Lagging Ross rainbows prompt rule changes

The scenery’s still gorgeous, the setting full of solitude, but the fishing’s been tempered a bit at Ross Lake.

With wild spawning rainbow trout runs in its tributaries in recent decline potentially due to the explosion of the redside shiner minnow population and predation by bull trout, an emergency order imposed Saturday, July 18 made the following changes to Ross Lake fishing regulations:

▪  16 inches is now the minimum length for rainbow trout retention.

▪  the daily bag limit is now one rainbow.

▪  five eastern brook trout may be retained.

These new angling legalities are in effect until further notice and signal the start of a substantial shift in the renown North Cascades fishery as the presence of the prolific minnows shakes up this mountain reservoir eco-system.

Considered native to western North America, the small bait fish also are now in Diablo Lake one dam down from Ross and, if not there already, are likely to spread to Gorge Lake.

Mysteriously, though Ross Dam has been holding back full pools since 1927, shiners had not been found in the upper Skagit reservoir until about 12-15 years ago. Their numbers have burgeoned in this short period to the point they could now be the largest bio-mass by species in the reservoir.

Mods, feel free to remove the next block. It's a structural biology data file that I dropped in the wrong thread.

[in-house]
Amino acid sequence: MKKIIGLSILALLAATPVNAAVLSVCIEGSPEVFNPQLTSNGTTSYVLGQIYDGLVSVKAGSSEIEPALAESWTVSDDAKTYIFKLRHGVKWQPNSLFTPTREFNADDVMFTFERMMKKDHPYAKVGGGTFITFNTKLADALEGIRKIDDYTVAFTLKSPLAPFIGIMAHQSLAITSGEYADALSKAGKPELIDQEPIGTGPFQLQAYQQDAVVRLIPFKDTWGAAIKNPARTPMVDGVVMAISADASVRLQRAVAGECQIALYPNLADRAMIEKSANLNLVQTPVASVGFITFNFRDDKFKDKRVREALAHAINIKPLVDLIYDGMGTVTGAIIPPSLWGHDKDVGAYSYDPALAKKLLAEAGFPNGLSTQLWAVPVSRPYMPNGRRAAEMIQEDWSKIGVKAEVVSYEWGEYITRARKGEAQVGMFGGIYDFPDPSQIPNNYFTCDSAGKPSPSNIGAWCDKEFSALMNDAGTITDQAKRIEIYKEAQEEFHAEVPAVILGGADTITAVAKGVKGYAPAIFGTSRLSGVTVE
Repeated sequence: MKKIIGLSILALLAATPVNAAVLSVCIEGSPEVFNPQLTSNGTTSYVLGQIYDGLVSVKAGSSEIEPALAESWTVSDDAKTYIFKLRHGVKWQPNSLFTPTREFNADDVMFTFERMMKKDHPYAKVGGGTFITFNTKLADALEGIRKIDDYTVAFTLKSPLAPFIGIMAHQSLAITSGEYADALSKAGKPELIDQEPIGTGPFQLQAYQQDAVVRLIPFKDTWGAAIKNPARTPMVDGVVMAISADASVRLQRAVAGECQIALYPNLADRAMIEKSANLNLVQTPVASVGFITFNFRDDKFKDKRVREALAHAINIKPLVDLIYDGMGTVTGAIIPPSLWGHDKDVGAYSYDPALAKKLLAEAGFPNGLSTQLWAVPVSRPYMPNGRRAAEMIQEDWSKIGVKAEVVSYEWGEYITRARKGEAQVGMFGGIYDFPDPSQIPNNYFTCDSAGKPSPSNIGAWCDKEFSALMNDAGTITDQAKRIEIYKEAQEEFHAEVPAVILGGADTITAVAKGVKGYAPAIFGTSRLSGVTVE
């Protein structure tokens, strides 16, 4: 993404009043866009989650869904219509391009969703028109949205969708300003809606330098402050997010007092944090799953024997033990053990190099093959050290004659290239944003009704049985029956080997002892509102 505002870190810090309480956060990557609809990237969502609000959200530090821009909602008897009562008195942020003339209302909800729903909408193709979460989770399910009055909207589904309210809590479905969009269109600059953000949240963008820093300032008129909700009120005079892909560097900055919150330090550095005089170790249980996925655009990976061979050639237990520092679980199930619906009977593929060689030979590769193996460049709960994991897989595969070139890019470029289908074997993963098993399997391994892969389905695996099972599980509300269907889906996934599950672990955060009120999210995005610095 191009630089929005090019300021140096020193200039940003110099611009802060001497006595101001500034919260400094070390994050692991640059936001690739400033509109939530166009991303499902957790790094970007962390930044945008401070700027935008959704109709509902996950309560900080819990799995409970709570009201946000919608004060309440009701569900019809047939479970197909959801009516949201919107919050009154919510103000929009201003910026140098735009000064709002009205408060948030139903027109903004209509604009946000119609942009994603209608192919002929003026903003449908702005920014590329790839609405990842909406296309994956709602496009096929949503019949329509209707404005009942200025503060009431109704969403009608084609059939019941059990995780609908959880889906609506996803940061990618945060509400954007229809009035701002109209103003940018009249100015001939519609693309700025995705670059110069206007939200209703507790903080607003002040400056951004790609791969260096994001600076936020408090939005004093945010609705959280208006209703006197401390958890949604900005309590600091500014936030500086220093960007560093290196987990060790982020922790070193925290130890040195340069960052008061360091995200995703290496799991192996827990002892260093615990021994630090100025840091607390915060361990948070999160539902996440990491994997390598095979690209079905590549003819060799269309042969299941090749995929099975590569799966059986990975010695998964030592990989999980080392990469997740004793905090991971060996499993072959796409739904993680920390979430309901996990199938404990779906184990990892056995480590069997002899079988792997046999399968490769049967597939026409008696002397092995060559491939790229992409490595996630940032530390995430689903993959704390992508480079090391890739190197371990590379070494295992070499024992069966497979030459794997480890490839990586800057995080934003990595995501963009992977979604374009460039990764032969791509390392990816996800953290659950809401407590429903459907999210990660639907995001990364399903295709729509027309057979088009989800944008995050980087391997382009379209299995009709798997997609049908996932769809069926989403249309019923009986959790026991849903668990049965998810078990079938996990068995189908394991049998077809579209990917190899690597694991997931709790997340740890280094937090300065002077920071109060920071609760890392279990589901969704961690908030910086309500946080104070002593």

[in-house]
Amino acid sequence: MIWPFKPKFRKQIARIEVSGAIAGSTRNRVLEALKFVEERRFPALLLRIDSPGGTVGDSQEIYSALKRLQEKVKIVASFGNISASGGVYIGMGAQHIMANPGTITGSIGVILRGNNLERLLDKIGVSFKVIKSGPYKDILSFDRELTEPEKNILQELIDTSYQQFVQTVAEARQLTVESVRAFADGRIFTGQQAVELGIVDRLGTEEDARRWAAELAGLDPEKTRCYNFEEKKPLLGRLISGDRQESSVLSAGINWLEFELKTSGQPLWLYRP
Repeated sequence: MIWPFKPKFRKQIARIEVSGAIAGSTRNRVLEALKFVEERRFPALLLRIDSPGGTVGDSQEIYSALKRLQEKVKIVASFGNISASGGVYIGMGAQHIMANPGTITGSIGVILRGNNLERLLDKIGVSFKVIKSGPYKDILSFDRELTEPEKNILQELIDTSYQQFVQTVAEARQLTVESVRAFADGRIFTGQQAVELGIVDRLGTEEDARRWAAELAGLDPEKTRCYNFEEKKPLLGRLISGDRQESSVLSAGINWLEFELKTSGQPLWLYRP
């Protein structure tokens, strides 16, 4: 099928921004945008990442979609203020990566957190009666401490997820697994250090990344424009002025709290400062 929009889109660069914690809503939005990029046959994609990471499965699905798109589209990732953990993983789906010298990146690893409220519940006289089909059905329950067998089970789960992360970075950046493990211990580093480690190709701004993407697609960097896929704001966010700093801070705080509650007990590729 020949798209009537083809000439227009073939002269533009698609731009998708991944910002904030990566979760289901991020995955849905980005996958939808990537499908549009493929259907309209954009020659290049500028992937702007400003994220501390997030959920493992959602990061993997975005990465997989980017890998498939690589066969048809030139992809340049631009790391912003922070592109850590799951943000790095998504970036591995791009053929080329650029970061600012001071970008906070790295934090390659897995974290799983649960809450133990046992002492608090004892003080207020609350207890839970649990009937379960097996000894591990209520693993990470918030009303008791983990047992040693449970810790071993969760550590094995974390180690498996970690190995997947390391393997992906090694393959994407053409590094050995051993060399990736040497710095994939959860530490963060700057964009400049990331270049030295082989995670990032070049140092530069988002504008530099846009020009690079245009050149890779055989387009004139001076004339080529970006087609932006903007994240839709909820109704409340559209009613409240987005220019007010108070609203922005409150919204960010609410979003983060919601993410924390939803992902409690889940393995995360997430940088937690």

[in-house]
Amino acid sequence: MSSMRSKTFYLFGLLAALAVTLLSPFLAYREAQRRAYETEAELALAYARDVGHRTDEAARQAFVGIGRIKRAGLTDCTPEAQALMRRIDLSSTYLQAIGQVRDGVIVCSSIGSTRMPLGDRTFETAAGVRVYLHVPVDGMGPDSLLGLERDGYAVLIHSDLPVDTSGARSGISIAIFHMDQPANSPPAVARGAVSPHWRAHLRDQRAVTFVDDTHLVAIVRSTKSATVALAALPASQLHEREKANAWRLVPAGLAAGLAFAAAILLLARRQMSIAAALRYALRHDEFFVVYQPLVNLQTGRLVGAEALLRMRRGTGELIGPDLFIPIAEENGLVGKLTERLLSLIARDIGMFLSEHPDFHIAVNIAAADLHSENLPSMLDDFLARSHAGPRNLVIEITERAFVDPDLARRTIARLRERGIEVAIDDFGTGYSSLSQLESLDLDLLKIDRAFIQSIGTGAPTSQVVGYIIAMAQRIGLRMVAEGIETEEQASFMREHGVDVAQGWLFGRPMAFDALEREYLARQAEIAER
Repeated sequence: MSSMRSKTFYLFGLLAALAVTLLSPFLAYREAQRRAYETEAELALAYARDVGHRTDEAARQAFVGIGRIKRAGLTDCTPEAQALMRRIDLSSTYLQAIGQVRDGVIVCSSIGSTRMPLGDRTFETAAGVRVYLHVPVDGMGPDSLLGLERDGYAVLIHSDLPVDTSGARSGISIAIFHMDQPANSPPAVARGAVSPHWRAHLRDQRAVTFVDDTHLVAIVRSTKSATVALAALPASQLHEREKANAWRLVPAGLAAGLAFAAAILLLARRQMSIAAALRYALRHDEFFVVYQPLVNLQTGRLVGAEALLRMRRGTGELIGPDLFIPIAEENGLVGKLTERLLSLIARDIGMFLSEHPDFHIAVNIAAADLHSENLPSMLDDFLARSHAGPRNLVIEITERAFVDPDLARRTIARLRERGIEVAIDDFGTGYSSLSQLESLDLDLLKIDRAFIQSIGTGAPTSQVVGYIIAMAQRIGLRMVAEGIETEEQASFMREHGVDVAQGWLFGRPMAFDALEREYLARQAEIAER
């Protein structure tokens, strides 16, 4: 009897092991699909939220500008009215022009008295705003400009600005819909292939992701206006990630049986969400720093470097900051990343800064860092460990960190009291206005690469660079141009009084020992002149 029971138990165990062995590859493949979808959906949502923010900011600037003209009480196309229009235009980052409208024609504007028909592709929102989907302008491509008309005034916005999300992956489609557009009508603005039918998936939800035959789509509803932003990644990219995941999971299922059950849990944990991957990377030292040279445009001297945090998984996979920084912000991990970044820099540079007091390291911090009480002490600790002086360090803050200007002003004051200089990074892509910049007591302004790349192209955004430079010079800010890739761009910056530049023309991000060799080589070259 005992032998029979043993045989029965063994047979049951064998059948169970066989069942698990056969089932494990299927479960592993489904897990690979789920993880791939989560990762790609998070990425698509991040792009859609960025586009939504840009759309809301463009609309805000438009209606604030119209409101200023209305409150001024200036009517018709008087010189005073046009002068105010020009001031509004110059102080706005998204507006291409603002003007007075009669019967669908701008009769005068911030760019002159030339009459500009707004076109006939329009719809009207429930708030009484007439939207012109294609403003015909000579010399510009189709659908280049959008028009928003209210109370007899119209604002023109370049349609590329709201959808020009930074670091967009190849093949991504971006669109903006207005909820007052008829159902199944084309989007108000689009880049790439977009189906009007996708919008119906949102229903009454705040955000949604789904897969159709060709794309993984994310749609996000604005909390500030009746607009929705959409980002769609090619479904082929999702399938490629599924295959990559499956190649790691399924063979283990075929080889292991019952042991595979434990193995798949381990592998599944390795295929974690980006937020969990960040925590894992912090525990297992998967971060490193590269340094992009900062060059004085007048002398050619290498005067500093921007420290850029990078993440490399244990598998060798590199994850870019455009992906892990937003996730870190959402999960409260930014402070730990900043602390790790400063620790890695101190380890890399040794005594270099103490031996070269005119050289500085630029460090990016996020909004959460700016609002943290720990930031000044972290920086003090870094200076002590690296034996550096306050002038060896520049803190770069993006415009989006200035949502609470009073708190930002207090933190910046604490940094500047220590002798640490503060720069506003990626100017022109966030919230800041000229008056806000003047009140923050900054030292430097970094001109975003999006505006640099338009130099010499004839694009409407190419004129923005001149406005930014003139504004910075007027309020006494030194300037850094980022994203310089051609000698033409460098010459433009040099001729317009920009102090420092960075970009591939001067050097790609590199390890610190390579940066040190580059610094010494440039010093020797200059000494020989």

Speculation after the shiner detection was that the wild, naturally reproducing rainbows might decline in numbers, the population possibly even crashing.

Ross’s fish populations are sustained by natural reproduction. However, the rainbow fry now coming down to the lake each fall from the upper river and lower lake tributaries must compete directly with the shiners for the lake’s declining zooplankton forage.

While the rainbows have gotten a boost from the minnows as prey, eventually they will likely lose out at the fry-stage life history bottleneck with the prodigious shiners out-producing them.

In a number of British Columbia lakes that relied on their rainbows to reproduce themselves, once the shiners find a home, BC Fisheries Branch has had to turn to annualized hatchery stocking of larger rainbows to maintain viable trout populations for public fishing.

One cautionary note to Ross anglers, mistaking the brutish bull trout for brookies is an excuse that’s not going to fly. You must know how to tell them apart.

While both are char, bull trout are native and protected by federal ESA and state angling laws in the Seattle City Light Skagit Basin impoundment.

Life histories and descriptions of these gamefish can be found at: wdfw.wa.gov/fishing/washington/Species/1261/ and wdfw.wa.gov/fishing/washington/Species/1259/